I read in a recent blog by Gary Kern that High Tech High is not really that high tech, at least by our definition, and I would have to agree. There are computers in common areas, and aside from the media arts room rocking Final Cut Pro, we didn't see anything we didn't have or couldn't get. What it looks and feels like to me is a really successful fine arts school. The whole building is packed with excellent samples of student work, and as they too have limited supply budgets, innovative use of cheap supplies like newspaper, cardboard, and scrap wood appear everywhere.
We eventually found the tiny SPED office and had a great conversation with two delightful and well-educated young ladies who conveyed the school's philosophy of inclusion. Yes, they do have SPED students, and IEP's, and support workers (recently renamed "inclusion coaches") tied to formulae that looked a lot like ours. The room was hard to find because it is small, and it is small because if kids are expected to be fully integrated, then why build a room that makes it easy to separate them? Good question. They do find nooks and crannies in the building to give kids quiet spaces when needed, and we were impressed with their thoughtful, team-oriented approach to helping their students face challenges in this evolved manner.
The school has had more than 2000 visitors this year, and now there are dedicated staff to organize the touring process. Everyone was still extraordinarily welcoming and willing to stop what they were doing and talk with the complete strangers wandering around with oversize nametags. We got face time with several teachers and most of the directoral staff, and each were able to answer our questions and help us to understand the purpose and intention in their work. The kids were especially willing to engage with us, and it was clear that the focus on communication and presentation skills had increased everyone's comfort with speaking to adults and had rocketed the students forward with this incredibly valuable lifetime skill.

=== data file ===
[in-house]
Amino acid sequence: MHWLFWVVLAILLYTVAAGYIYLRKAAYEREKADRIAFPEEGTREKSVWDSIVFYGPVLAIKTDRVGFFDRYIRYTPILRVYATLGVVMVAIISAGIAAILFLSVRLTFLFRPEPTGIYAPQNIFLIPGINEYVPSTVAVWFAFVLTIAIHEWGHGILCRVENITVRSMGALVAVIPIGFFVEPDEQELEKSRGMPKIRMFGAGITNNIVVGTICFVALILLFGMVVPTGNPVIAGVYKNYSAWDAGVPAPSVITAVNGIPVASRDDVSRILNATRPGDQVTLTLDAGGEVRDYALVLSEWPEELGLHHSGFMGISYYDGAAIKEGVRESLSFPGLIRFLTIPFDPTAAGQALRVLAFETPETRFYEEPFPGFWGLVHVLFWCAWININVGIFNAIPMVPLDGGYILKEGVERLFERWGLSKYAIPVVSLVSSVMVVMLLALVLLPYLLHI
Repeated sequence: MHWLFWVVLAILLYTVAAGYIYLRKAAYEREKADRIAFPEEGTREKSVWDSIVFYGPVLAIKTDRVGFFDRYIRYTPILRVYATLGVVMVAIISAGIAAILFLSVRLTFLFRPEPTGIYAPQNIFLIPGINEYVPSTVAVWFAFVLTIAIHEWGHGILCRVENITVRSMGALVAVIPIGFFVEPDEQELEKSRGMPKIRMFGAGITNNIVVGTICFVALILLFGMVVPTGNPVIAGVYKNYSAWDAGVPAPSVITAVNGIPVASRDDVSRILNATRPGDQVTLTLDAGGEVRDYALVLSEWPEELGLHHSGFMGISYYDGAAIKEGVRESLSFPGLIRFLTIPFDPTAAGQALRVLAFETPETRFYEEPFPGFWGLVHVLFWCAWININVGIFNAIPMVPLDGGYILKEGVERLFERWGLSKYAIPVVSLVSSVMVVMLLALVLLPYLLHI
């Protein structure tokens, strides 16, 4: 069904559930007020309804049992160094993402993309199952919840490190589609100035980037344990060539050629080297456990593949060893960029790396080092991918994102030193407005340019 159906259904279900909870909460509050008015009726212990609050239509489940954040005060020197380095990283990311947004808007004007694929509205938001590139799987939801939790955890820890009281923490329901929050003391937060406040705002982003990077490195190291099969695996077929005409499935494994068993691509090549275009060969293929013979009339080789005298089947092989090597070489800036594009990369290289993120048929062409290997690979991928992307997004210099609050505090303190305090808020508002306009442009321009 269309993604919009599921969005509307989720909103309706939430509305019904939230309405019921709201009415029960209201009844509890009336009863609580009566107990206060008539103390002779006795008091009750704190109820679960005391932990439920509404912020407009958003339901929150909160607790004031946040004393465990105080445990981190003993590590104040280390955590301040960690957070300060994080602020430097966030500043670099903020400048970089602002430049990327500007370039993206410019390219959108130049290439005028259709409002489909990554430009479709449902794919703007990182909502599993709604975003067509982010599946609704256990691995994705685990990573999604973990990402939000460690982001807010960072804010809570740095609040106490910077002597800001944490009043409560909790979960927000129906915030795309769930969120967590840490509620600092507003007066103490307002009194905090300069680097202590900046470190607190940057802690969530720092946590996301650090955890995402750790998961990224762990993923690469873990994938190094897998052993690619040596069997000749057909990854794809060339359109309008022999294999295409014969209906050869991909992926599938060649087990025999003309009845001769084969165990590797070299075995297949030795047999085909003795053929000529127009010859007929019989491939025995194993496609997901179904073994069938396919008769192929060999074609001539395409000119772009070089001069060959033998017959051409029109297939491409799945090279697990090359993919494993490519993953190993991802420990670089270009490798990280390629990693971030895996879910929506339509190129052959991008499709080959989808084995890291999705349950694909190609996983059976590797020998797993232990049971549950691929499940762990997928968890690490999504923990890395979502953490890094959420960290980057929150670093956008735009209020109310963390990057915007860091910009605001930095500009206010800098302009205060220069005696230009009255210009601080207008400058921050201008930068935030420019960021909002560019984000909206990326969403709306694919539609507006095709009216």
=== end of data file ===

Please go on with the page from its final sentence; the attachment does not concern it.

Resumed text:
What I liked the most was the value they place on collaboration and feedback, and how this drives every practice in the building. Designing quality projects that will inspire students and allow them to master learning outcomes is daunting work, and the very thought of it would be unnerving to most teachers in a conventional system. This is never done in isolation at HTH, and the support of colleagues is what makes it happen. The same goes for students, and once they get over their initial reluctance to hear what others have to say about their work, they soon come to value how a diverse collection of viewpoints can extend their learning. I think this is an attitude that already exists in great classrooms and schools. Perhaps it is this attitude that makes for great classrooms and schools.
We aren't going to be doing project-based learning all day, every day, across all areas of the curriculum. (Even High Tech High has "traditional" learning, especially in math with its extensive and challenging curriculum. Again, does this sound familiar?) However, as our interested staff members start to move with small steps to imbed more projects into their classroom learning and team with others across various curricular areas, it is crucial that we are ready to support them to take risks with their practice. We will be borrowing heavily from the HTH Project Tuning protocols, as these processes and guidelines, though seemingly onerous at first, help ensure that conversations honour and support risk-taking, and improve feedback for each staff member. My hope is that the collaboration that supports effective project-based learning will have a profound impact on the vocabulary of instructional practice and the overall quality of the conversations throughout our schools. Seeing this collaboration first hand and what it can do to benefit adult and student learning is a lesson that will travel well back to our own schools.Neil Stephenson's blog on rigour, citing HTH
Photos from the visit
Photos from the visit